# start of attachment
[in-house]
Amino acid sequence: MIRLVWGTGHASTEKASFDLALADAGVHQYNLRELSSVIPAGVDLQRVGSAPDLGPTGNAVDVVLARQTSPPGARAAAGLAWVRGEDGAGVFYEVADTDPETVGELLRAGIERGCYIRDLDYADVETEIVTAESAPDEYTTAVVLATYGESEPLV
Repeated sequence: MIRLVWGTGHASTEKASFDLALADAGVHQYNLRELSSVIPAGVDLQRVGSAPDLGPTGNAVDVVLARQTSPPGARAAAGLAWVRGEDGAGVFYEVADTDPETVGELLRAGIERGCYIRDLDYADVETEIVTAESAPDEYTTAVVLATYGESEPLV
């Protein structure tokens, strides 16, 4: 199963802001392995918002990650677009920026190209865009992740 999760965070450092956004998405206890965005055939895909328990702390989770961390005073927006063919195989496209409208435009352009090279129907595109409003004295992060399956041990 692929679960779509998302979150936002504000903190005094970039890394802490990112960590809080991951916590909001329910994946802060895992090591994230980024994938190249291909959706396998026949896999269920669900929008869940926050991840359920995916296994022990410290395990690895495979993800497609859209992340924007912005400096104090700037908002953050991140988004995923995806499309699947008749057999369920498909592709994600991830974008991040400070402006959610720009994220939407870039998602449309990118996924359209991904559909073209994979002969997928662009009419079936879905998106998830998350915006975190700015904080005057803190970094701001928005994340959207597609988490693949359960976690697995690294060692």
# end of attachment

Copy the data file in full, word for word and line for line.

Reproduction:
[in-house]
Amino acid sequence: MIRLVWGTGHASTEKASFDLALADAGVHQYNLRELSSVIPAGVDLQRVGSAPDLGPTGNAVDVVLARQTSPPGARAAAGLAWVRGEDGAGVFYEVADTDPETVGELLRAGIERGCYIRDLDYADVETEIVTAESAPDEYTTAVVLATYGESEPLV
Repeated sequence: MIRLVWGTGHASTEKASFDLALADAGVHQYNLRELSSVIPAGVDLQRVGSAPDLGPTGNAVDVVLARQTSPPGARAAAGLAWVRGEDGAGVFYEVADTDPETVGELLRAGIERGCYIRDLDYADVETEIVTAESAPDEYTTAVVLATYGESEPLV
């Protein structure tokens, strides 16, 4: 199963802001392995918002990650677009920026190209865009992740 999760965070450092956004998405206890965005055939895909328990702390989770961390005073927006063919195989496209409208435009352009090279129907595109409003004295992060399956041990 692929679960779509998302979150936002504000903190005094970039890394802490990112960590809080991951916590909001329910994946802060895992090591994230980024994938190249291909959706396998026949896999269920669900929008869940926050991840359920995916296994022990410290395990690895495979993800497609859209992340924007912005400096104090700037908002953050991140988004995923995806499309699947008749057999369920498909592709994600991830974008991040400070402006959610720009994220939407870039998602449309990118996924359209991904559909073209994979002969997928662009009419079936879905998106998830998350915006975190700015904080005057803190970094701001928005994340959207597609988490693949359960976690697995690294060692």